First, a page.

Root Cause Failure Analysis (RCFA)
Quickly Diagnose & Resolve Your Asset Risk
Never again risk a loss in productivity and a drop in asset reliability to the unknown. Aladon’s Root Cause Failure Analysis (RCFA) methodology is a continuous improvement tool for your organizational asset strategy, and when used together with other reliability processes such as RCM and Reliability Centered Design™ (RCD), provides a holistic approach to asset failure management.
Whereas RCM is applied proactively (before the failure occurs) and delivers the best proactive failure management strategy for all types of assets (Operating Contexts), RCFA is applied reactively (after the failure has happened) to allow reliability engineers the ability to maximize equipment availability and improve asset performance.
The combination of RCFA and RCM is especially effective: improving resource planning, forecasting as well as the implementation of effective corrective measures. By joining forces with other risk-based approaches – Reliability Centered Design™ and RCM3™ – RCFA empowers businesses to diagnose and resolve risks and threats quickly and easily.
How Does RCFA Work?
RCFA is the leading methodology for determining what must be done to ensure that any negative deviation in performance for any asset or system WILL NOT HAPPEN AGAIN (within tolerable levels of risk as defined in the organization’s asset management system).
The Aladon RCFA process follows two distinct approaches, which are based on the overall risk exposure:
- For performance gaps leading to low and medium risks, an informal process (“5 Whys”) is sufficient.
- For performance gaps or deviations resulting in high risks to the organization (safety, environmental and high economic impact), our formal approach is recommended.
Our decision logic assists companies in selecting the correct approach based on consequence and risk. Once the approach is determined, we then register the RCFA and one of our highly trained RCFA facilitators will lead the analysis.
Interested in learning more? Explore our RCFA introductory course:
Informal Approach – The “5 Whys” steps:
- Identify and define the equipment/process on which the event or failure has happened.
- Define the problem (event or failure).
- Brainstorm and list the possible causes.
- Select the most likely cause (must be able to explain why it was selected).
- Apply the “5 Whys” principle (on the selected “most likely” cause).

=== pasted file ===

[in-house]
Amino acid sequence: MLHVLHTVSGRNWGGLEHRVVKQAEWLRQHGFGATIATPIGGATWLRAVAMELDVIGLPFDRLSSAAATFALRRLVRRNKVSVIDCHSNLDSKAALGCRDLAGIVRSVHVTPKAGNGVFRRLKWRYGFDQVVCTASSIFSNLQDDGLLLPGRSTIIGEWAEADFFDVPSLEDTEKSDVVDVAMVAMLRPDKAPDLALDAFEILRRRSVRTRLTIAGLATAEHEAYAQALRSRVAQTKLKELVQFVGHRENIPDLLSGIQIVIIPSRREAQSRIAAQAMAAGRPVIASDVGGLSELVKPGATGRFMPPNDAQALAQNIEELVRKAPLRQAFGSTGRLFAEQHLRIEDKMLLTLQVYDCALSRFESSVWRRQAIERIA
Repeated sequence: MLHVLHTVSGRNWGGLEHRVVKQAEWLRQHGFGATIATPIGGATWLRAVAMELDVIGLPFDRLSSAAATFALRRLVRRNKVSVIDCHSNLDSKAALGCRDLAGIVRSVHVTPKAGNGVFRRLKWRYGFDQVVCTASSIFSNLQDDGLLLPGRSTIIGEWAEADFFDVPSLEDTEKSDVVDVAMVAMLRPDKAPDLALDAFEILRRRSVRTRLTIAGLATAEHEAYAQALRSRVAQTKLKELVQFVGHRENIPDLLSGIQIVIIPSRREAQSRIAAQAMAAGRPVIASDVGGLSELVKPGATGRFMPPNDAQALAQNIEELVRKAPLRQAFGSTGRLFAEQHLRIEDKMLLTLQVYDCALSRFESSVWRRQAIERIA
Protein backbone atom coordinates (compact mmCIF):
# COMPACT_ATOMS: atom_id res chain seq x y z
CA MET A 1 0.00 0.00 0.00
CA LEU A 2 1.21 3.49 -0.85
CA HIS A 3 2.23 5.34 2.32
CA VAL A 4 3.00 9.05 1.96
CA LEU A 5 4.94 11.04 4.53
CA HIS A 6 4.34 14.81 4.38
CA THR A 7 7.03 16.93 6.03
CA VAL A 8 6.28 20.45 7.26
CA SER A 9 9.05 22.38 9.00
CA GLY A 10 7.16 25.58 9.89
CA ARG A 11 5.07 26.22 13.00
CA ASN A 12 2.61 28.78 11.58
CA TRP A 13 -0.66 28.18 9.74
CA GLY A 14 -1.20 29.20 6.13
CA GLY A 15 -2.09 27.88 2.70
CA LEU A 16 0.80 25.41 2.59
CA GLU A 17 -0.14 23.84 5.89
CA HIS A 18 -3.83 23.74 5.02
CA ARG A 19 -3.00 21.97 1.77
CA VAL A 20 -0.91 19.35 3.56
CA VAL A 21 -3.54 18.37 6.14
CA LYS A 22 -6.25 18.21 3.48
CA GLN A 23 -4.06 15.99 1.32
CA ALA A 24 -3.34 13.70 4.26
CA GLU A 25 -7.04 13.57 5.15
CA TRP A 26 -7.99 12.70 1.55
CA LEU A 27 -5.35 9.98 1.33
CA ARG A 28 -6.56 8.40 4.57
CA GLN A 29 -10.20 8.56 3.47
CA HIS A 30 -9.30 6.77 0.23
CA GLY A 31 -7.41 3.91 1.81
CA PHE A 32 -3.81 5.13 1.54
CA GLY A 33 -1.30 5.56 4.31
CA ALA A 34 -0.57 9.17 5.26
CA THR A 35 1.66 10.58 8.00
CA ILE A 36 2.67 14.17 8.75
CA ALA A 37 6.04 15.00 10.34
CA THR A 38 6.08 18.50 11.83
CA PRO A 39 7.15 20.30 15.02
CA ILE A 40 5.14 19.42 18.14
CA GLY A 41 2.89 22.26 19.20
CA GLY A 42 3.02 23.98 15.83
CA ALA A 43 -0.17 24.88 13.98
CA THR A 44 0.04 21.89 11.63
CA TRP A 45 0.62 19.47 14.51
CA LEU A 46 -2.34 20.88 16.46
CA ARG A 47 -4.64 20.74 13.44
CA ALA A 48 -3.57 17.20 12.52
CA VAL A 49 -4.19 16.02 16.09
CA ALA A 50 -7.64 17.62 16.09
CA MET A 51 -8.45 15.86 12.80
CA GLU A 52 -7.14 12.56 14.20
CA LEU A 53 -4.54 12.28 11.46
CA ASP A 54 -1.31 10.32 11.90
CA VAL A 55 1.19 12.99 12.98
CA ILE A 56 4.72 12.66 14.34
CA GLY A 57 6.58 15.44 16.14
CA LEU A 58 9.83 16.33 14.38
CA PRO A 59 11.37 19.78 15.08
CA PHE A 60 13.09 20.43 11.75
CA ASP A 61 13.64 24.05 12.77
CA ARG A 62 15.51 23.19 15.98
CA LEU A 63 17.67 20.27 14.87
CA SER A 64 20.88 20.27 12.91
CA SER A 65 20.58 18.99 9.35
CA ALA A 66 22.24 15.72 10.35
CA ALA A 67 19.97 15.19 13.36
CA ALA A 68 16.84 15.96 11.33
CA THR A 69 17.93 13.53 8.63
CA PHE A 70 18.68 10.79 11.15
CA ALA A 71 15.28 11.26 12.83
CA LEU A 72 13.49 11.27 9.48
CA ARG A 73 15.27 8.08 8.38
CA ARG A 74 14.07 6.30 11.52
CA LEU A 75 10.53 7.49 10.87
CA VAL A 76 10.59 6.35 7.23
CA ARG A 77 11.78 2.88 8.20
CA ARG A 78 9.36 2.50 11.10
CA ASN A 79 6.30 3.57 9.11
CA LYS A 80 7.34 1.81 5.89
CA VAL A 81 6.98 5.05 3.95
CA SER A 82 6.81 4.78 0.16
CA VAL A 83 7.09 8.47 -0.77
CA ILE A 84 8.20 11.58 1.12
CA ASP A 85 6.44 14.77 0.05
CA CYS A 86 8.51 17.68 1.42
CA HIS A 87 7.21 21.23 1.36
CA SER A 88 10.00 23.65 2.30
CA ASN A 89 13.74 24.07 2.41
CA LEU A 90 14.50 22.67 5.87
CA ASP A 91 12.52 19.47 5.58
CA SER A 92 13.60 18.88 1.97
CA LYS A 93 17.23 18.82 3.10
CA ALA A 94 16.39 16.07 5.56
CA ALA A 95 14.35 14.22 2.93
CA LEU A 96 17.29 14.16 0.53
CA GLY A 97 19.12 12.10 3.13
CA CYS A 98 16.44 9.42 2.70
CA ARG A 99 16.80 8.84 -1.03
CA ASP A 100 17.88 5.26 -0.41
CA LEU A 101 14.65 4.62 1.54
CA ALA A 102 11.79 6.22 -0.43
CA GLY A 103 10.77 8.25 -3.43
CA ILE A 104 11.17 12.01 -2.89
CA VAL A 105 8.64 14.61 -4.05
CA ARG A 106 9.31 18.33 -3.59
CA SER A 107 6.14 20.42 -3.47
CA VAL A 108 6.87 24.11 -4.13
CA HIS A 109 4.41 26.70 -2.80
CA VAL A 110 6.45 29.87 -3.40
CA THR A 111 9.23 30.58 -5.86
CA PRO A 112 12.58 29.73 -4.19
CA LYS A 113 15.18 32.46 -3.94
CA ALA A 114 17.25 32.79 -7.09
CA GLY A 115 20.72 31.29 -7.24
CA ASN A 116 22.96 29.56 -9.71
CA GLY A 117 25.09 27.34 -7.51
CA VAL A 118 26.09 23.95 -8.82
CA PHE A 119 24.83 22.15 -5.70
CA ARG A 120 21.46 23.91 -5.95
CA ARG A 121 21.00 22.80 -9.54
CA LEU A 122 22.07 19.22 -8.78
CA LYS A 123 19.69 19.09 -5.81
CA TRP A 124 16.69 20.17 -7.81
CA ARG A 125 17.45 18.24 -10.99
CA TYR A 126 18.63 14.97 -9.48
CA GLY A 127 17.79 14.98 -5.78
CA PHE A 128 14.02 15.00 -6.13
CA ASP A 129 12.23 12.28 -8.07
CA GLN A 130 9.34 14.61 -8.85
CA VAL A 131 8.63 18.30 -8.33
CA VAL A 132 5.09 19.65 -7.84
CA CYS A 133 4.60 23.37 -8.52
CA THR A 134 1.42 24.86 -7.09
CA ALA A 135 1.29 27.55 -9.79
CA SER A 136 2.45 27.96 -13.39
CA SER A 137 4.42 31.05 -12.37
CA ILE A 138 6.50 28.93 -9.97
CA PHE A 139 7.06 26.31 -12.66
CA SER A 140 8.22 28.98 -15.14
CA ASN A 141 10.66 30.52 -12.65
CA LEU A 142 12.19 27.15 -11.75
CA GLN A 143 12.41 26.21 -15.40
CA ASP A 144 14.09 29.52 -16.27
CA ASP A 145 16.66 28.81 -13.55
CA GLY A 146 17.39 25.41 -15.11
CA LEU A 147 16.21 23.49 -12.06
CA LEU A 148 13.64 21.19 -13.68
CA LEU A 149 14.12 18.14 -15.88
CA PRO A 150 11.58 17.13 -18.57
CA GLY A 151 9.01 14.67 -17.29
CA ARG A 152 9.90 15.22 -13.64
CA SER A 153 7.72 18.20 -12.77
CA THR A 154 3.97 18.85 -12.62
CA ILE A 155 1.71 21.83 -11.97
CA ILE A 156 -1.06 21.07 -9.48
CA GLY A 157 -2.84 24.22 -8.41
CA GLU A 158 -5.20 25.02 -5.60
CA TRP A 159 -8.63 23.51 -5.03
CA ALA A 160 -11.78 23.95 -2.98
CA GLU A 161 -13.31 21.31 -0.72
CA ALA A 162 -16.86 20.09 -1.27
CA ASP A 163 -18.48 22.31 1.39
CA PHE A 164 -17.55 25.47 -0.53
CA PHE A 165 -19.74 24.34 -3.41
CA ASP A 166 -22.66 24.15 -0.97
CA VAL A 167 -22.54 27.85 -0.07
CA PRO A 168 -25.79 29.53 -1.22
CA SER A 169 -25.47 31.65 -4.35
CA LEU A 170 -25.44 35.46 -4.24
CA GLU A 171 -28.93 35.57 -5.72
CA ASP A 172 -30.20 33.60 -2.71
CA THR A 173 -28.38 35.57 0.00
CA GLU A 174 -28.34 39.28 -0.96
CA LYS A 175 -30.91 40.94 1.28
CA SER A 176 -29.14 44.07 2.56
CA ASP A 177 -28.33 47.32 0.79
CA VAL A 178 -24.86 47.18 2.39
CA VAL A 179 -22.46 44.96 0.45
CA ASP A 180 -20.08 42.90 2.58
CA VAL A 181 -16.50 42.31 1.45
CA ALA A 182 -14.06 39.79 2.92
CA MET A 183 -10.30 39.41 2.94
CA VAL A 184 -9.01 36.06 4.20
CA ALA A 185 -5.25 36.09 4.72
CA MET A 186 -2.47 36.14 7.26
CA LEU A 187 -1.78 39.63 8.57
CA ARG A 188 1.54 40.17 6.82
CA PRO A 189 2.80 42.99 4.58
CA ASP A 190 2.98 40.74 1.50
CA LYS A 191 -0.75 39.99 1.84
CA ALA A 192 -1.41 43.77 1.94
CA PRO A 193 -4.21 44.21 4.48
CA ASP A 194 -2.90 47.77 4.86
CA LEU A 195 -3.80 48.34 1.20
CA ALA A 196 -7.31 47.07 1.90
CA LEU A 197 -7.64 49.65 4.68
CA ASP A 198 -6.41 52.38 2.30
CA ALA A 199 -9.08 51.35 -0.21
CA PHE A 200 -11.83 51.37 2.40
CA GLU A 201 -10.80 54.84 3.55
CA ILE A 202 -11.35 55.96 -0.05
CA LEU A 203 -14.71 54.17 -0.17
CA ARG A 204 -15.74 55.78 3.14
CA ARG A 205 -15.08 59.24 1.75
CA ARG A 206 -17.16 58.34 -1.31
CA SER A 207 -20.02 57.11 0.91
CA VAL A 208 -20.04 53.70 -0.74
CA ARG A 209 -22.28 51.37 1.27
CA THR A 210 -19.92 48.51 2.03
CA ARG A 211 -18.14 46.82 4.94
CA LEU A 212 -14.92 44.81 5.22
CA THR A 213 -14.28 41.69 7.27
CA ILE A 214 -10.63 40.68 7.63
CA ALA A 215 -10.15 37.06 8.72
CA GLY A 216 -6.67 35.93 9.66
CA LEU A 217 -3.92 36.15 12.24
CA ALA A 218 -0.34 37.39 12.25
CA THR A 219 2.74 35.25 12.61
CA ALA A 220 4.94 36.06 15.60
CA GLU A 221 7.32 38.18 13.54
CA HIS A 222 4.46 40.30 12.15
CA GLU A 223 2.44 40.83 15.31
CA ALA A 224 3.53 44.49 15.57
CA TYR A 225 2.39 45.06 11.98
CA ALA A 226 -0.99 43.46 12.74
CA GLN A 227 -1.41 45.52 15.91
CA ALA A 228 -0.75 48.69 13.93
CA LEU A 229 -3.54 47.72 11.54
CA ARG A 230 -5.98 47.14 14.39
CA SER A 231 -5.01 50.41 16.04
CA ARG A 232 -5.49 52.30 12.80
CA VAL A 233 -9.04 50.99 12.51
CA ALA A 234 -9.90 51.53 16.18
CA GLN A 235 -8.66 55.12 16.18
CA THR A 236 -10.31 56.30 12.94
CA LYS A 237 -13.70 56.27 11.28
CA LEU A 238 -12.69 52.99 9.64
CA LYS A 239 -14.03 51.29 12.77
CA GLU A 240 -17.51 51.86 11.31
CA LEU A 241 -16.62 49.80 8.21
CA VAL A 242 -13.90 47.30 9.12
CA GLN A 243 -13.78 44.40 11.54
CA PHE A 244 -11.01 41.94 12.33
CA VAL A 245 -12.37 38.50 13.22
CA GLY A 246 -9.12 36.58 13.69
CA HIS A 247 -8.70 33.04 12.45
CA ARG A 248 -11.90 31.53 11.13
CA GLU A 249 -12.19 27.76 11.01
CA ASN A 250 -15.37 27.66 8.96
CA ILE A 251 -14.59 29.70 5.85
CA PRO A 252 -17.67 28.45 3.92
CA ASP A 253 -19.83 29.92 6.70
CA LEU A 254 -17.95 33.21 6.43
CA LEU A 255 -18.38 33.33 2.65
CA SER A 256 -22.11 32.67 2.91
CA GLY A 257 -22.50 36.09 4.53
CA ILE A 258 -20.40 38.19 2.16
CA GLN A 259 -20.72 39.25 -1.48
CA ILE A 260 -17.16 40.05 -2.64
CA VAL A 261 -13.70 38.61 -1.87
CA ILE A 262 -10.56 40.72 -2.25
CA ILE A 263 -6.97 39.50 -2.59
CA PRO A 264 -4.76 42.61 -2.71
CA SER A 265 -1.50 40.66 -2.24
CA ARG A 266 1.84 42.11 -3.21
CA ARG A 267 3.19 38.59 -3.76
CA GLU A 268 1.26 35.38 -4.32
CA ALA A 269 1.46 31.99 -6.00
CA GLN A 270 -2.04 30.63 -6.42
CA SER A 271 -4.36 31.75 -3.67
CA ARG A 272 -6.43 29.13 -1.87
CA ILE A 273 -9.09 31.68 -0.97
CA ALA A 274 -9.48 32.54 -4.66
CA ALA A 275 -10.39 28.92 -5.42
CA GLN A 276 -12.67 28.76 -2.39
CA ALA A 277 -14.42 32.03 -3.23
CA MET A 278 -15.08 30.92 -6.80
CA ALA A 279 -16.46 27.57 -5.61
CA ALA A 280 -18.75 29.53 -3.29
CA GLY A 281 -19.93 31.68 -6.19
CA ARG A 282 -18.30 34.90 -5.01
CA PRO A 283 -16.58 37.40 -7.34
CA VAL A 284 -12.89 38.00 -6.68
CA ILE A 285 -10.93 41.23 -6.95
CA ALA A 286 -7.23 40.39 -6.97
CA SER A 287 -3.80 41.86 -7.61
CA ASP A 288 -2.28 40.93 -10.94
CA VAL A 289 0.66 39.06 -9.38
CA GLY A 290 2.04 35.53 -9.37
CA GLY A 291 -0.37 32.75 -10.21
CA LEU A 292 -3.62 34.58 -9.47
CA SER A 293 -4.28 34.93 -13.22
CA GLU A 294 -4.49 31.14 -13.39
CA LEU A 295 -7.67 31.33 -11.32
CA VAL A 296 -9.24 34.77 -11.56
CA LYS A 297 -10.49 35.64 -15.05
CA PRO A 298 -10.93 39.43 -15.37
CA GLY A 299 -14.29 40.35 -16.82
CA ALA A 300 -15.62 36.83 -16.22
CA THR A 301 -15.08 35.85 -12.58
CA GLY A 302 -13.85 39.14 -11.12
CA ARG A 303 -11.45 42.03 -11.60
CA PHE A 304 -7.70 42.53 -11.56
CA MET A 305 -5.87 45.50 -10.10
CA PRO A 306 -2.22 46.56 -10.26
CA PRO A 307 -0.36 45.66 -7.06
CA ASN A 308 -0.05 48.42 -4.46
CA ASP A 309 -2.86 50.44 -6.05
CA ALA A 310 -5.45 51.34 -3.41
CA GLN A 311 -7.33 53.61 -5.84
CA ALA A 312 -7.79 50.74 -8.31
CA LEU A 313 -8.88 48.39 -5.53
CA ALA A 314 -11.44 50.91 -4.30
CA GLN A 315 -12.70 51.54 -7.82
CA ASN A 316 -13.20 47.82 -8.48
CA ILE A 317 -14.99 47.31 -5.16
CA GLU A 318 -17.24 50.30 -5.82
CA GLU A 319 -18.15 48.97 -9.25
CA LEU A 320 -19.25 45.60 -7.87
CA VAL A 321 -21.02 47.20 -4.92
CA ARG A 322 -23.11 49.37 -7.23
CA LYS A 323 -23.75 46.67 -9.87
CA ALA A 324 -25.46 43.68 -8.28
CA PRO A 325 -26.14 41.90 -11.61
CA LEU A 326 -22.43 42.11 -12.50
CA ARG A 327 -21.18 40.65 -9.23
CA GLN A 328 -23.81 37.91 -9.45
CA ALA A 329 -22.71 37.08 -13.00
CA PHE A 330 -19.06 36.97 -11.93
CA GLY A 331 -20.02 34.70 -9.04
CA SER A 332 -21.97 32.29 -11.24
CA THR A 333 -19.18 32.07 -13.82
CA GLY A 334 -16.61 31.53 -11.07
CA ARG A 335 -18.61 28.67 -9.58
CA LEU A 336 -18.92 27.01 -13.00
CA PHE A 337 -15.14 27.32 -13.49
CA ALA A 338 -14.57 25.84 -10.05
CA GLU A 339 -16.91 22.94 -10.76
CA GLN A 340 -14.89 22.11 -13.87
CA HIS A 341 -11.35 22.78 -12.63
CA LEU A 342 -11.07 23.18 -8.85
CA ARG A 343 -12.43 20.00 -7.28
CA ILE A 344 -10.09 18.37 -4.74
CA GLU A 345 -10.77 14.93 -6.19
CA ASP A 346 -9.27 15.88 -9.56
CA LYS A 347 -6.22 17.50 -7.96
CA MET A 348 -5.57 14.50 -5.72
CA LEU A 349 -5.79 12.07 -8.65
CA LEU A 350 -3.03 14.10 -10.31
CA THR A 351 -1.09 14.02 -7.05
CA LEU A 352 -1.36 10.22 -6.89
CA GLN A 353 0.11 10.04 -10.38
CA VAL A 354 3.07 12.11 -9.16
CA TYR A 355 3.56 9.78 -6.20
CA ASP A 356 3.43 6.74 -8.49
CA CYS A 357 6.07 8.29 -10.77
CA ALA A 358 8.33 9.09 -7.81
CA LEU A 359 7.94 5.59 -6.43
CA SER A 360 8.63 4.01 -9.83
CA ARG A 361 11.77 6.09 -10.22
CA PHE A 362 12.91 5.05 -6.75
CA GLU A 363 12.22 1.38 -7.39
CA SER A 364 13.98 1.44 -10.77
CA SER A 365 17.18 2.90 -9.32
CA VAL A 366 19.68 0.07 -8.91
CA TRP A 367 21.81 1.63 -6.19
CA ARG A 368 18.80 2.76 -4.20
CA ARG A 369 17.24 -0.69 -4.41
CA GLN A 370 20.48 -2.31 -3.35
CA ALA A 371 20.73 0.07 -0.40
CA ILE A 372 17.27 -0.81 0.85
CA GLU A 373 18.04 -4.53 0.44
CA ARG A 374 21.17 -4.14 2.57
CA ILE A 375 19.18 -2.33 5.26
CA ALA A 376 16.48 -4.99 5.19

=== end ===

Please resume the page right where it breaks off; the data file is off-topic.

- Repeat asking why until the “root cause” is identified.
- Suggest possible solution.
- Implement and validate the solution.
Formal Approach – RCFA:
- Define undesirable event.
- Define equipment and boundaries for analysis.
- Define problem statement/gap.
- Perform cause and effect analysis.
- Follow a very detailed cause and effect procedure where consideration is given to contributing conditions, protective devices, barriers, controls, etc.
- Identify effective solutions.
- Implement effective solutions.
- Monitor and continuously improve.
The RCM3 and RCFA processes are fully integrated using the same risk definition and foundation. The failure modes (cause and mechanism) as defined in RCM3 become the link between the methodologies and integration in our REW software allows for seamless switching between the functionalities, saving time and money.
If an RCM3 analysis has not yet been done on an asset or system, the RCFA process could supply all the information needed for the RCM3 analysis. All the work done during the RCFA will be captured and used during the RCM3 analysis – meaning no duplication and no information will be lost.
Our services include exclusive training in the concepts as well as RCFA facilitator development. Please contact Aladon or an Aladon Network Member near you for further information. Download Aladon’s RCFA brochure here.
On November 19, 2013, a Centrifuge experienced a catastrophic failure, throwing the pillow block bearing and the planetary gearbox from the unit and causing secondary damage to the structure and Rotary Drum Thickener.
The 750-lb. gearbox (10) on the unit came free and flew 30 feet in the air and damaged the 460v power rails for the bridge crane. The gear landed and spun like a top on the concrete and etched a design. The bowl almost came out of the housing. It was kept in place by only four bolts that were still intact on the cover.
Fortunately, there were no injuries. But, due to the severity of the failure, the leadership of the wastewater organization initiated a Root Cause Failure Analysis (RCFA).